). The structures of the 5-δ-lactone and representative cis- and (minor) trans-epoxides (14,15-EETs) were confirmed by 1H-NMR. The proton NMR data on EET-related fatty acid mono-epoxides are in the literature, although tabulated as a list of ppm values with most signals designated as multiplets, which provides a minimal basis for a detailed comparison with laboratory data. Our results show the appearance of the signals, which can be helpful for comparison with future work.

      Mechanistic considerations

      As deduced in the original papers with oxidation of linoleic acid, the fatty acid epoxidations occur by inter-molecular reaction between polyunsaturated fatty acid molecules aligned in the monolayer (
      • Wu G.S.
      • Stein R.A.
      • Mead J.F.
      Autoxidation of fatty acid monolayers adsorbed on silica gel: II. Rates and products.
      ,
      • Sevanian A.
      • Mead J.F.
      • Stein R.A.
      Epoxides as products of lipid autoxidation in rat lungs.
      ). The proposed mechanism is illustrated in Scheme 1. Of note, it is part-and-parcel of this mechanism that a) the initiating species is a fatty acid peroxyl, produced by the classic mechanism of lipid peroxidation that normally accumulates as fatty acid hydroperoxides, b) in the course of the inter-molecular interaction, a small proportion of the recipient carbon chains swivel, leading to the formation of a trans-epoxide, (and trans-EETs occur naturally as discussed in the last section on biological significance), and c) for every fatty acid monoepoxide produced, the reaction yields a highly reactive alkoxyl radical (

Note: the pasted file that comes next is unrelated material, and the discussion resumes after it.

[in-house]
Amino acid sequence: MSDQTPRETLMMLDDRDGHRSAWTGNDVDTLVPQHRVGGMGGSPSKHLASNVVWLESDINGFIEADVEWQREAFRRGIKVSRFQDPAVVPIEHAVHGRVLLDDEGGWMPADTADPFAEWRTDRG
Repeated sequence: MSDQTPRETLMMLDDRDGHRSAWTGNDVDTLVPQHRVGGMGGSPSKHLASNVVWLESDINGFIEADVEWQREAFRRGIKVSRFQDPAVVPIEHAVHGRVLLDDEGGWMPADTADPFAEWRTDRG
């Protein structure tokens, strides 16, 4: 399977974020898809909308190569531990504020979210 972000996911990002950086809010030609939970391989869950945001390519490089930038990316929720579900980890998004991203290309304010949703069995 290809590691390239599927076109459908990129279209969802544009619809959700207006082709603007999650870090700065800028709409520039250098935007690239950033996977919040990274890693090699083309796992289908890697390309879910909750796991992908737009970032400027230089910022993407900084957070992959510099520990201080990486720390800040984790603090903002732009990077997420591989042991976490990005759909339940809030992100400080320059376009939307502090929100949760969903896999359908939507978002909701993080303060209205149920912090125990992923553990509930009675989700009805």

• Marnett L.J.
      Peroxyl free radicals: potential mediators of tumor initiation and promotion.
      ), which will spark further transformations and synthesis of the polar products. These include epoxy-hydro(pero)xides (illustrated in Scheme 1) or chain cleavage products and endoperoxides as discussed further below. These polar derivatives are evident as a streak of polar TLC spots in the originally reported monolayer oxidation of linoleate (
      • Wu G.S.
      • Stein R.A.
      • Mead J.F.
      Autoxidation of fatty acid monolayers adsorbed on silica gel: II. Rates and products.
      ), and in the Fig. 2 chromatograms as the complex mixture of early-eluting oxidative derivatives detected with 205 nm absorbance.
      Figure thumbnail sc1
      Scheme 1Mechanism of epoxyeicosatrienoic acids formation in monolayer autoxidation.

      Recovery of H(P)ETEs

      An interesting and mechanistically significant point is raised by the isolation of only 5- and 15-H(P)ETEs and absence of the other four arachidonate hydro(pero)xides (at C8, C9, C11, and C12). This phenomenon, of the relative prominence of the 5 and 15 hydroperoxides from the autoxidation of arachidonic acid, was reported by Fridovich and Porter back in 1981 (
      • Fridovich S.E.
      • Porter N.A.
      Oxidation of arachidonic acid in micelles by superoxide and hydrogen peroxide.
      ). It is well established that there is no positional preference to the initial nonenzymatic oxygenation (
      • Peers K.E.
      • Coxon D.T.